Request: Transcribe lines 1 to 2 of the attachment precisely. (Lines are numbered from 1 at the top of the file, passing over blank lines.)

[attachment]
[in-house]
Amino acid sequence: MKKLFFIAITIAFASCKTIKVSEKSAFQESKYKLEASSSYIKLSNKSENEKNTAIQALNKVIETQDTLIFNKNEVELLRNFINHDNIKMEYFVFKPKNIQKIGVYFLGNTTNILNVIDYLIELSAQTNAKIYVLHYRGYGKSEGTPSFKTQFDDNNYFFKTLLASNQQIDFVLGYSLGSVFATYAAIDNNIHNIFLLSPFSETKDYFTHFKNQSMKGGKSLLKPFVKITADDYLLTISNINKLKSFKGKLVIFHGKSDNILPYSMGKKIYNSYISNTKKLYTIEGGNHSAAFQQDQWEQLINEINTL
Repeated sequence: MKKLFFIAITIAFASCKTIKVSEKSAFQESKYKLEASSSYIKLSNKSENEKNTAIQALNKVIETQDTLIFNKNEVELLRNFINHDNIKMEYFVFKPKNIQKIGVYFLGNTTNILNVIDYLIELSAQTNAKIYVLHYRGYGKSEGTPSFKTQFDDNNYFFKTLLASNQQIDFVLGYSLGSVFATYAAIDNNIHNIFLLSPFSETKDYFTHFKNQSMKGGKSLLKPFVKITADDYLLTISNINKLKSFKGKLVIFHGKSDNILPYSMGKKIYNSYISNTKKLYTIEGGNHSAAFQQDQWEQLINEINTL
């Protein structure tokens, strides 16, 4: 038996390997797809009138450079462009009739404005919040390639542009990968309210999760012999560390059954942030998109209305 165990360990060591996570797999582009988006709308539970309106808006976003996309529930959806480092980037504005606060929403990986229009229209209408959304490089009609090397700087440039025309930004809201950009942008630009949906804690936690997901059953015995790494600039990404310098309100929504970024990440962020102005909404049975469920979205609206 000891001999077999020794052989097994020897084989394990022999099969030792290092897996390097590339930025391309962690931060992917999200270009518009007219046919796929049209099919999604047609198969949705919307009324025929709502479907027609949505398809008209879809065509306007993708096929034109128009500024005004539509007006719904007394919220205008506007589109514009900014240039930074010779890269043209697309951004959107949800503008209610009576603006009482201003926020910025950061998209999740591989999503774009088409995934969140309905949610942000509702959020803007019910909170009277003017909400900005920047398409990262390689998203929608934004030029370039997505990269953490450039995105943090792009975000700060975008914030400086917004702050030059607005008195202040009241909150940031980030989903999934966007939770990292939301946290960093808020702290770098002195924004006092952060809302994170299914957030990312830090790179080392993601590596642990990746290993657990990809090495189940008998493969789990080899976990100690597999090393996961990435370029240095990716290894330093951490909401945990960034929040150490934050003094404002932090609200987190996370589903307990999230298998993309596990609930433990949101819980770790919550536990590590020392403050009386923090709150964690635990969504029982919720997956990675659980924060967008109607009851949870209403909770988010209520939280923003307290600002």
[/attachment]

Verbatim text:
[in-house]
Amino acid sequence: MKKLFFIAITIAFASCKTIKVSEKSAFQESKYKLEASSSYIKLSNKSENEKNTAIQALNKVIETQDTLIFNKNEVELLRNFINHDNIKMEYFVFKPKNIQKIGVYFLGNTTNILNVIDYLIELSAQTNAKIYVLHYRGYGKSEGTPSFKTQFDDNNYFFKTLLASNQQIDFVLGYSLGSVFATYAAIDNNIHNIFLLSPFSETKDYFTHFKNQSMKGGKSLLKPFVKITADDYLLTISNINKLKSFKGKLVIFHGKSDNILPYSMGKKIYNSYISNTKKLYTIEGGNHSAAFQQDQWEQLINEINTL